When a central bank cuts interest rates as low as they’ll go and the economy still doesn’t respond, it needs to devise more creative ways to revive it. When rates are at or near zero, so-called “forward guidance” is as good as extra stimulus, the theory goes, because central banks can use it to commit to keeping rates low for a certain period of time, or until certain economic conditions are met. Markets can then trade with greater confidence, given that the ground rules for rate hikes are spelled out in black and white.
But the experience with forward guidance has rarely been as smooth in practice as in theory. The Bank of England, for example, recently revised its rules for hiking rates only six months after first unveiling its forward-guidance policy, making them more vague and complicated. The rationale seems to be that traders were getting the wrong idea about when the bank would tighten its policy under the simpler guidance policy.
So is forward guidance worthless, or even counterproductive? Not necessarily, according to new research from the Bank for International Settlements (BIS). In studying different periods in the euro zone, Japan, the UK, and the US, the BIS found that the volatility of one-year interest rate futures was lower after banks gave forward guidance. But that is not true for longer-term instruments. And evidence was inconclusive that guidance decisively lowered interest-rate expectations or more closely tied rate expectations to the economic indicators a central bank was saying it relied on. In short, there is a lukewarm case in favor of forward guidance.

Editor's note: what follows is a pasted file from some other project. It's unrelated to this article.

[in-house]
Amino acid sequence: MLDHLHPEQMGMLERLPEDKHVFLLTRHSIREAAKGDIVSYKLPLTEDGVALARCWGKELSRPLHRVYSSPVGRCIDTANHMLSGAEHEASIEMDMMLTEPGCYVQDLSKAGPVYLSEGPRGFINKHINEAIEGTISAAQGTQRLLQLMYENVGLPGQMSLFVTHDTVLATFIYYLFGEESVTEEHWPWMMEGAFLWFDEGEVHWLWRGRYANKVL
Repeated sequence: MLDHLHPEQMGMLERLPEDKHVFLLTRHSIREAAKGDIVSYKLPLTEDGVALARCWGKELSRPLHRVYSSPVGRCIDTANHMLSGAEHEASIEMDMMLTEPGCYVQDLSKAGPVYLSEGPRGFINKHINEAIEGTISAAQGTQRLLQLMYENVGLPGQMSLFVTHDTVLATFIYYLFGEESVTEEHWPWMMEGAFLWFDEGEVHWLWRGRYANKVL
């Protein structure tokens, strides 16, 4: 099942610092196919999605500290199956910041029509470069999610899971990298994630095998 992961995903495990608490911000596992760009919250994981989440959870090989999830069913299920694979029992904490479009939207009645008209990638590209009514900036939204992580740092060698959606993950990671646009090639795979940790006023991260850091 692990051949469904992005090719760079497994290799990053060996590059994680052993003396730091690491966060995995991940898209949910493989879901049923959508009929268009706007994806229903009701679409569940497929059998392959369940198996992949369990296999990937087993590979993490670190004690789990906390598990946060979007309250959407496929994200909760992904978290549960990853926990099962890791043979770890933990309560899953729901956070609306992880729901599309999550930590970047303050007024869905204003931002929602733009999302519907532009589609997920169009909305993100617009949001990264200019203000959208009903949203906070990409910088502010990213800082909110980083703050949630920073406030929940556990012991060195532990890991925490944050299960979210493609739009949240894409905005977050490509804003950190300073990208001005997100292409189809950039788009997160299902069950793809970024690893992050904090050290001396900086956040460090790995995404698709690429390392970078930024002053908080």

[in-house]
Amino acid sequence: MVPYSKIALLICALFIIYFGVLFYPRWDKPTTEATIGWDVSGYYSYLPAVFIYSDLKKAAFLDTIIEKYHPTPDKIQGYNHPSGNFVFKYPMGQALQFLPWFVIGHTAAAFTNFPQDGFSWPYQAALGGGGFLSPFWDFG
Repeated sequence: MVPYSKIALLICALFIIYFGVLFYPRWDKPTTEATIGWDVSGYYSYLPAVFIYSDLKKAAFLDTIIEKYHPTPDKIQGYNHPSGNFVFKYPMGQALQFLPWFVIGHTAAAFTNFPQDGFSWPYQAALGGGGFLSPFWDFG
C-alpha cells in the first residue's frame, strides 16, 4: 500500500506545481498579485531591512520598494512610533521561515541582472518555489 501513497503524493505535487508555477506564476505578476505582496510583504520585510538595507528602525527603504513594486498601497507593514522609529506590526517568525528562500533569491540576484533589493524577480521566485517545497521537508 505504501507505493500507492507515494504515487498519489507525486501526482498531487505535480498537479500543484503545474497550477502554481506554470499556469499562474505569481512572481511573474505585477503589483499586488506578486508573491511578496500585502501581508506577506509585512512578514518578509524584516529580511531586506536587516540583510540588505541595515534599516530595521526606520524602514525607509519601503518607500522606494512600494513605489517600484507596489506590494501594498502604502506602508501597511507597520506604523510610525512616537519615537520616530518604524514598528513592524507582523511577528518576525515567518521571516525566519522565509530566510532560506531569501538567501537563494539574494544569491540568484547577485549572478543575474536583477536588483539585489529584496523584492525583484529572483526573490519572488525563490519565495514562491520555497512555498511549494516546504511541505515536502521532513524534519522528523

Why bother, then, if guidance also serves to very publicly highlight how bad central banks are at forecasting? In part, because this ineptitude isn’t news.
A few central banks issue specific forecasts of where they think the interest rates they control will go in the years ahead, instead of setting timelines or triggers related to inflation or unemployment rates. These banks—in the Czech Republic, New Zealand, Norway, and Sweden—make uniformly rubbish predictions, as detailed in the rather embarrassing chart below. (Actual rates are the black solid lines, and the banks’ forecasts are the colored dotted lines.)
Despite consistently overestimating the path of interest rates, this “seems not to have had any major effect on central banks’ reputation or credibility,” the BIS researchers conclude. After all, central banks are hardly alone in making duff economic forecasts, so it’s not as if their predictions—for interest rates, economic growth, inflation, or any other indicator—are worse than anybody else’s.
Forward guidance, then, represents good value for the effort involved, which is essentially publishing more detailed economic forecasts and issuing longer statements at press conferences. Compared with other “unconventional” monetary stimulus measures, like quantitative easing, which has seen central banks’ balance sheets balloon as they spend trillions of dollars buying bonds, the embarrassment of making a bad prediction is worth it if it brings a benefit, however small.